Another find at Blue House on 7th were several webs of Brown-tailed Moth caterpillars, like the ones illustrated (taken along the Dengie coast in April last year), a species that gets local councils in a panic when, as occasionally happens, the webs appear in large numbers along tree lined city streets as the shed hairs can cause painful rashes and breathing problems in a few people. The moth trap was set overnight on the reserve and yielded a Sloe Carpet, an Essex Red Data Book species new to the area. Other species included an Early Thorn, Red Chestnut and 3 Powdered Quakers while this fine Lime Hawk Moth was among the species caught in my garden at Ingatestone on the same date.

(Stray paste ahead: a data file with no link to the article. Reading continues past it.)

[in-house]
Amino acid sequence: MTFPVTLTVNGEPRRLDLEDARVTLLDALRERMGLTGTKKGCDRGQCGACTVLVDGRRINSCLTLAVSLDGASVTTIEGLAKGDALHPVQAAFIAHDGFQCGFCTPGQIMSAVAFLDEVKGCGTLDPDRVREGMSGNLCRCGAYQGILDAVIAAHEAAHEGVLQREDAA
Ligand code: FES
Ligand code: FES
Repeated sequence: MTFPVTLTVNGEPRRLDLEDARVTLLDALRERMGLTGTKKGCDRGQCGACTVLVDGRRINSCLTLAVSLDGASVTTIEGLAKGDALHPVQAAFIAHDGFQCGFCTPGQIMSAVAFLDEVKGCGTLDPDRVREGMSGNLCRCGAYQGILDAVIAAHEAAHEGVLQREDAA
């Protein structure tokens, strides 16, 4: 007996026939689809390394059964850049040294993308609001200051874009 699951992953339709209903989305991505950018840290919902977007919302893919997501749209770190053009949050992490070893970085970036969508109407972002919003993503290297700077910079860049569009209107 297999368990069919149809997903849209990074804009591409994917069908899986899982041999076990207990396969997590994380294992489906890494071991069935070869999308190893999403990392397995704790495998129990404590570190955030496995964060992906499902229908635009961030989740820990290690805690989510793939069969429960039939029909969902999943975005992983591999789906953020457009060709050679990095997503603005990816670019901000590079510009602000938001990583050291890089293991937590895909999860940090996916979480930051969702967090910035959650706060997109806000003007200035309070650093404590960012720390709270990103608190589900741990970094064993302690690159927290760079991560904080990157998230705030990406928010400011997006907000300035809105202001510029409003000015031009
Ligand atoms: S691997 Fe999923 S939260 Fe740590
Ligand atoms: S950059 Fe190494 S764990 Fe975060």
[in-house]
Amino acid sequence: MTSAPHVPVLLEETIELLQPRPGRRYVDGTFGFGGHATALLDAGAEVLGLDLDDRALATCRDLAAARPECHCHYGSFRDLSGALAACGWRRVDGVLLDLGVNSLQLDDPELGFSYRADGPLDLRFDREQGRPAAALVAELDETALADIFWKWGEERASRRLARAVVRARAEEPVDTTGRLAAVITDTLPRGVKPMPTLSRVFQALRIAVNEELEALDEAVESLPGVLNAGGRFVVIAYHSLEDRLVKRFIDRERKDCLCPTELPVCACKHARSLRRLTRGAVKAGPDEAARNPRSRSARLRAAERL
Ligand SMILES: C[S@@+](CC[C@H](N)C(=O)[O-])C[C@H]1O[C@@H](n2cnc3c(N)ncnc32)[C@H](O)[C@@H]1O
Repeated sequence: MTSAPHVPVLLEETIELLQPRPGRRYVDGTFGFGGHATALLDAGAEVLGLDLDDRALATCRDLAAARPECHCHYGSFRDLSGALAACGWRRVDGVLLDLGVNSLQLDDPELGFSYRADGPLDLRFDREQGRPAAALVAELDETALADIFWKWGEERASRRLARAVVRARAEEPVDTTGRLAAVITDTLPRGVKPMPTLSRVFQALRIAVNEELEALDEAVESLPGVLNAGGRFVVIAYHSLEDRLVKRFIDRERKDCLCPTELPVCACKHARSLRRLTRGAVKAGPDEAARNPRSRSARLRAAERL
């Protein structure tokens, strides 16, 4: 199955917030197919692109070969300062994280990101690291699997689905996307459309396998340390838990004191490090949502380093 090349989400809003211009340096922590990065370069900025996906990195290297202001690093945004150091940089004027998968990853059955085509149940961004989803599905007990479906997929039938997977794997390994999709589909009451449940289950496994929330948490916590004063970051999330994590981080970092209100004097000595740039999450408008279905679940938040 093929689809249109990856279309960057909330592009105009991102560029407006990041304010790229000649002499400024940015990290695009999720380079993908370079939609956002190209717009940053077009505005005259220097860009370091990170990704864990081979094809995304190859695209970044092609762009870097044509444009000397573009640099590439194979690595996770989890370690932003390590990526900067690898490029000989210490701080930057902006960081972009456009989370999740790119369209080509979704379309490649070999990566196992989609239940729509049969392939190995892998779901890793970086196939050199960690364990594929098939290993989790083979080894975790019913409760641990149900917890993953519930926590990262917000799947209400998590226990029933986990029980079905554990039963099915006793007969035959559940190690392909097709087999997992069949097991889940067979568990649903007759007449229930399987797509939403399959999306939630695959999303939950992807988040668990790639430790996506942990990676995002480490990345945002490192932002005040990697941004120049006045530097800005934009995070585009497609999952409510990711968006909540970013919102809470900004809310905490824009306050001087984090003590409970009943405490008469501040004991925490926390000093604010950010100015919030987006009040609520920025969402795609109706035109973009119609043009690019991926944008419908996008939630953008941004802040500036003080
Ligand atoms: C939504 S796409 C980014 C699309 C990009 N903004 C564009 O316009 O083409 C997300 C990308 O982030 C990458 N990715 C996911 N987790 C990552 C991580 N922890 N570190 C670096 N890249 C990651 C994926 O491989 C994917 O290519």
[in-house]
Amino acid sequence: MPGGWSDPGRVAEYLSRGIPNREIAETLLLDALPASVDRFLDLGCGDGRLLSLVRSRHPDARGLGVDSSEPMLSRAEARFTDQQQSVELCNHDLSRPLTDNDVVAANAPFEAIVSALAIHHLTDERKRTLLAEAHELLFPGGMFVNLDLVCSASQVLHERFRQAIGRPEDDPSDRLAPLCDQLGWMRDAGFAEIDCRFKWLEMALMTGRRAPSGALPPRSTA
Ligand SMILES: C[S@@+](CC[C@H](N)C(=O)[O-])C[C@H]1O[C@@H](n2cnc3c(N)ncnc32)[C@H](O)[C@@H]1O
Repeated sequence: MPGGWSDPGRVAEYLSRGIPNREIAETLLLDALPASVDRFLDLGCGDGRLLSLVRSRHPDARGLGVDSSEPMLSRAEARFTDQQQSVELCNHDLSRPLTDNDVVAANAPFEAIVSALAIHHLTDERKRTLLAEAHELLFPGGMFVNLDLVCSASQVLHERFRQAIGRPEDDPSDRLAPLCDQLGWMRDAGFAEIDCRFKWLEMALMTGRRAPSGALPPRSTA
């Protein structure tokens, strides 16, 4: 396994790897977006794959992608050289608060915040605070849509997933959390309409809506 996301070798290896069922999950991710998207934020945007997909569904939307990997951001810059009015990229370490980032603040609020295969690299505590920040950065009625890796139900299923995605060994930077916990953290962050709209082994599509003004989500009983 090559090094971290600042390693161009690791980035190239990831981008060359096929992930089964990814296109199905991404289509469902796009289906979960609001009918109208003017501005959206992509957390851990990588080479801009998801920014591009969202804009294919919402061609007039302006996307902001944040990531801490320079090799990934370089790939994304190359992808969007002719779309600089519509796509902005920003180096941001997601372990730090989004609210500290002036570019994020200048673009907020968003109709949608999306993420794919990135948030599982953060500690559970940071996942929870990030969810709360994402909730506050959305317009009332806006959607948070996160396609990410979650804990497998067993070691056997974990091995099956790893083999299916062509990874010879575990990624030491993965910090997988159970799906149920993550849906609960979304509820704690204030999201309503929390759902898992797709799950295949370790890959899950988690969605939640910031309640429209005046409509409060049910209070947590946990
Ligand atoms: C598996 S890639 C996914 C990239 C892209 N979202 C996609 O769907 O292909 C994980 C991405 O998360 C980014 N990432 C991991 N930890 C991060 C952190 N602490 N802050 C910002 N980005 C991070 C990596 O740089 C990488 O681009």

My garden is also playing host to large numbers of Bee Flys Bombylius major at the moment while the distinctive bee, Anthophora plumipes, the females of which are black and the males brown, has also begun to appear, buzzing around the flowerbeds like a manic bumblebee. With the sad exception of Small Tortiseshell (of which I have only seen one this year) it is also looking promising for butterflies; a transect locally, at Mill Green, producing 8 Peacocks, 3 Brimstone, 2 Green-veined White and single Comma and Small White. So things are definitely on the up.